For a leader who has overseen the fastest growing economy in Europe and possesses a deft diplomatic record in handling the dangers posed to Ireland by Britain’s exit from the EU, the collapse in support is puzzling. “I suppose the expression ‘eaten bread is soon forgotten’ applies,” said Ms Creighton. “Fine Gael went into this election with a historic diplomatic success and you could see why it thought it had a trump card. When the party came in we had the 2010 IMF bailout and the financial crisis and now by every measure the economy is the envy of Europe."

Sinn Fein’s rise has been powered by its strong messages on tackling the country’s lack of affordable new homes, expensive childcare and under-resourced health service.

“It's an election about change and that means the outcome is not going to be good for the outgoing government. It inherited a legacy of things to sort out in the wake of the bail-out, things that would take time to sort out, and it’s ran out of time,” said David Farrell, professor of politics at University College Dublin, told The National.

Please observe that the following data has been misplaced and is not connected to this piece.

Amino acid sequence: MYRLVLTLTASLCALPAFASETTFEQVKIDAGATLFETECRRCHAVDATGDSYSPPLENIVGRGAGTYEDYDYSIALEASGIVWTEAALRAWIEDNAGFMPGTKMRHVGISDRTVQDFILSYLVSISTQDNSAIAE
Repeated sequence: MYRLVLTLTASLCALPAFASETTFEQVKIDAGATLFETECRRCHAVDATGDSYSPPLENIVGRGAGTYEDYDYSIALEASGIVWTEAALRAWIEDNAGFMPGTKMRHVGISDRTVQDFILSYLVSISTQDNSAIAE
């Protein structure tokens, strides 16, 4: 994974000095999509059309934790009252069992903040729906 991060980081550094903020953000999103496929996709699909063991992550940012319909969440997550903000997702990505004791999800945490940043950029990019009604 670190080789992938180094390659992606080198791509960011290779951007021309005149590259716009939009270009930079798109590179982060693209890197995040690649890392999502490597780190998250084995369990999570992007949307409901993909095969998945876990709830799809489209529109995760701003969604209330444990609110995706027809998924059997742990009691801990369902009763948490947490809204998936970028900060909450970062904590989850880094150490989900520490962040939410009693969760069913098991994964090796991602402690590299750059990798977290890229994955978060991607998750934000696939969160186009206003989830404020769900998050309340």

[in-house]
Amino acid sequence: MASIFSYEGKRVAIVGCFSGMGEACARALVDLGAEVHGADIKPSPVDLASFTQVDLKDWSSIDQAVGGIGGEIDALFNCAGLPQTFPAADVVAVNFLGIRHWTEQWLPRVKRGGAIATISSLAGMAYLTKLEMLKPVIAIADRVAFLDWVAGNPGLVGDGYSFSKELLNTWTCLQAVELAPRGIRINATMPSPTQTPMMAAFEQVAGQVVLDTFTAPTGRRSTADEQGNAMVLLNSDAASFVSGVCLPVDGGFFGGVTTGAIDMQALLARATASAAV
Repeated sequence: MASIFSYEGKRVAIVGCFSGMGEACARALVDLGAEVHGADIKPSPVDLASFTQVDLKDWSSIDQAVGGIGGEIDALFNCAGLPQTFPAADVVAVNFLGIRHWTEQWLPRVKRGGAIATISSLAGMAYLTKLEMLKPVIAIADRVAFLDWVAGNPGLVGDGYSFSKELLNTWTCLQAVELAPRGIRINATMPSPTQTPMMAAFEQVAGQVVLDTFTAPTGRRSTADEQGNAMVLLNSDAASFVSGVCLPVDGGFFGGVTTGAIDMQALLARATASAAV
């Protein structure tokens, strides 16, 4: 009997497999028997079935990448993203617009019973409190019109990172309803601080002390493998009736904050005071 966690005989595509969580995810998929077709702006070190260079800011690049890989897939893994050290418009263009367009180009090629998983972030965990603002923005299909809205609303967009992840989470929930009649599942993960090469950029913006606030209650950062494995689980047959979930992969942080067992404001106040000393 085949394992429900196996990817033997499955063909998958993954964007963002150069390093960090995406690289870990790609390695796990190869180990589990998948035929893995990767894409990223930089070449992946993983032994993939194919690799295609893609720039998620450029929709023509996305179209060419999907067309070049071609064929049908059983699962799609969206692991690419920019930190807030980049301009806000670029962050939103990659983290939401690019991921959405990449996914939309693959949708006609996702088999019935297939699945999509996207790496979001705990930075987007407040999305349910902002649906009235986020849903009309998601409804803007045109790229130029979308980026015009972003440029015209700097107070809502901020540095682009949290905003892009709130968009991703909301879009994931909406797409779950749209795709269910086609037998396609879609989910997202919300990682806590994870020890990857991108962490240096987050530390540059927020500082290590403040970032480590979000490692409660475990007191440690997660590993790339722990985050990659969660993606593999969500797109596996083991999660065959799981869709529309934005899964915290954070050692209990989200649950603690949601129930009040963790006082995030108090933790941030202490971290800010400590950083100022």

Election posters are displayed on lampposts outside the Irish Prime Minister offices in Dublin, Ireland, Friday, Feb. 7, 2020. Irish voters will choose a new parliament on Saturday, and may have bad news for the two parties that have dominated the country’s politics for a century, Fianna Fail and Fine Gael. Polls show a surprise surge for Sinn Fein, the party historically linked to the Irish Republican Army and its violent struggle for a united Ireland. (AP Photo/Peter Morrison)

Mr Farrell also saw long-running traits in the conservative party come to the fore that have cost it support. “Fine Gael in power can get quite arrogant, quite quickly and certainly ministers are seen as more arrogant than they should be.”

All that plays into the anti-establishment mood in the electorate. “There’s a coterie of citizens who felt left behind and who have driven support for populism,” he added.

“The explanation for the polls is similar to that for support for US President Donald Trump or Brexit. The economy might be doing well but some people don’t feel the benefit, whether it’s in experiences of housing rents or homelessness or waiting on hospital trolleys.”

Before the election, the largest party by seats was set to be Fianna Fail and Micheal Martin its leader could face the dilemma of having to work in coalition with its republican nemesis. The question then posed is how that would fit with the open economic model that has rejuvenated the Irish economy.